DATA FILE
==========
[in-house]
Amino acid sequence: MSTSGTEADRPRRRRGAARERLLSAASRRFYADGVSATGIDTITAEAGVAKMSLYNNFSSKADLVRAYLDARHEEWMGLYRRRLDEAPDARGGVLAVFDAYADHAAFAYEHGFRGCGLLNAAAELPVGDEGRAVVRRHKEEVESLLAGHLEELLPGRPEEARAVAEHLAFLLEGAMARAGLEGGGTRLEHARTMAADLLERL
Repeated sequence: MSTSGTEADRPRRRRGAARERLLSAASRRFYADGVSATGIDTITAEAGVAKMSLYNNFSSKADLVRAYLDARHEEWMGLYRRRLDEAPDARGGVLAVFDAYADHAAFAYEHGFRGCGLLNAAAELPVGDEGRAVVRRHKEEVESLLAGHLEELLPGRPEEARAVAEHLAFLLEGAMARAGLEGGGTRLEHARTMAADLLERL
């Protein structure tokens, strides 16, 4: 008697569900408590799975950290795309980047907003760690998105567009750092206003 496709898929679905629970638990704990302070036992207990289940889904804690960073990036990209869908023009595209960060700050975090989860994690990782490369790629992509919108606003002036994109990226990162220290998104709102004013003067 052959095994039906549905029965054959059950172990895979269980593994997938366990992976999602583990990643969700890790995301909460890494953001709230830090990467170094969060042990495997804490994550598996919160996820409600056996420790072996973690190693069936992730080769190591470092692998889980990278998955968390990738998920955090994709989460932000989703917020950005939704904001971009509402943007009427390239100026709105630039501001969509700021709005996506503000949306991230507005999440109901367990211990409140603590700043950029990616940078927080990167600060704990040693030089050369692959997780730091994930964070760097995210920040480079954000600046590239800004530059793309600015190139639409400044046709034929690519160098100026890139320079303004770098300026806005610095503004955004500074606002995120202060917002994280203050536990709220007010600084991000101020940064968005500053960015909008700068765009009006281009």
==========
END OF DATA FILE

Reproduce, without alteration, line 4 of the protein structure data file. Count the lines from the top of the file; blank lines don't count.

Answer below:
């Protein structure tokens, strides 16, 4: 008697569900408590799975950290795309980047907003760690998105567009750092206003 496709898929679905629970638990704990302070036992207990289940889904804690960073990036990209869908023009595209960060700050975090989860994690990782490369790629992509919108606003002036994109990226990162220290998104709102004013003067 052959095994039906549905029965054959059950172990895979269980593994997938366990992976999602583990990643969700890790995301909460890494953001709230830090990467170094969060042990495997804490994550598996919160996820409600056996420790072996973690190693069936992730080769190591470092692998889980990278998955968390990738998920955090994709989460932000989703917020950005939704904001971009509402943007009427390239100026709105630039501001969509700021709005996506503000949306991230507005999440109901367990211990409140603590700043950029990616940078927080990167600060704990040693030089050369692959997780730091994930964070760097995210920040480079954000600046590239800004530059793309600015190139639409400044046709034929690519160098100026890139320079303004770098300026806005610095503004955004500074606002995120202060917002994280203050536990709220007010600084991000101020940064968005500053960015909008700068765009009006281009």